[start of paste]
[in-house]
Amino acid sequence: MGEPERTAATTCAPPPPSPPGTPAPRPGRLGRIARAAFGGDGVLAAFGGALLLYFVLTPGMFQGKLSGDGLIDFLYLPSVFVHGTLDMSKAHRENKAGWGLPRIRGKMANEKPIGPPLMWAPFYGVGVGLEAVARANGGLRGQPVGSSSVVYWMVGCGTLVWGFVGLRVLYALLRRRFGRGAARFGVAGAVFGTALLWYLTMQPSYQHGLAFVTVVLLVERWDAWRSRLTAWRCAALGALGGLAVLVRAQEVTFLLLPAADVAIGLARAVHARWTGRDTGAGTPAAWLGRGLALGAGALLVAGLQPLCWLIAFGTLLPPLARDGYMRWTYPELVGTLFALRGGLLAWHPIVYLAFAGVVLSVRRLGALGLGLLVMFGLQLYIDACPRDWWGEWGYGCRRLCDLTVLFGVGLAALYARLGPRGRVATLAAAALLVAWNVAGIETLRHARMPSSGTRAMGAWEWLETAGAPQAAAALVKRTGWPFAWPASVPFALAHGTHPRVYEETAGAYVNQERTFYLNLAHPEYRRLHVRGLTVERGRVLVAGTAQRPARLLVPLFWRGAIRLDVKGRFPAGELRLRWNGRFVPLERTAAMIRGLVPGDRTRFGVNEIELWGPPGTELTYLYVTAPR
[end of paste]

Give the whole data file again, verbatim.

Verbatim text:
[in-house]
Amino acid sequence: MGEPERTAATTCAPPPPSPPGTPAPRPGRLGRIARAAFGGDGVLAAFGGALLLYFVLTPGMFQGKLSGDGLIDFLYLPSVFVHGTLDMSKAHRENKAGWGLPRIRGKMANEKPIGPPLMWAPFYGVGVGLEAVARANGGLRGQPVGSSSVVYWMVGCGTLVWGFVGLRVLYALLRRRFGRGAARFGVAGAVFGTALLWYLTMQPSYQHGLAFVTVVLLVERWDAWRSRLTAWRCAALGALGGLAVLVRAQEVTFLLLPAADVAIGLARAVHARWTGRDTGAGTPAAWLGRGLALGAGALLVAGLQPLCWLIAFGTLLPPLARDGYMRWTYPELVGTLFALRGGLLAWHPIVYLAFAGVVLSVRRLGALGLGLLVMFGLQLYIDACPRDWWGEWGYGCRRLCDLTVLFGVGLAALYARLGPRGRVATLAAAALLVAWNVAGIETLRHARMPSSGTRAMGAWEWLETAGAPQAAAALVKRTGWPFAWPASVPFALAHGTHPRVYEETAGAYVNQERTFYLNLAHPEYRRLHVRGLTVERGRVLVAGTAQRPARLLVPLFWRGAIRLDVKGRFPAGELRLRWNGRFVPLERTAAMIRGLVPGDRTRFGVNEIELWGPPGTELTYLYVTAPR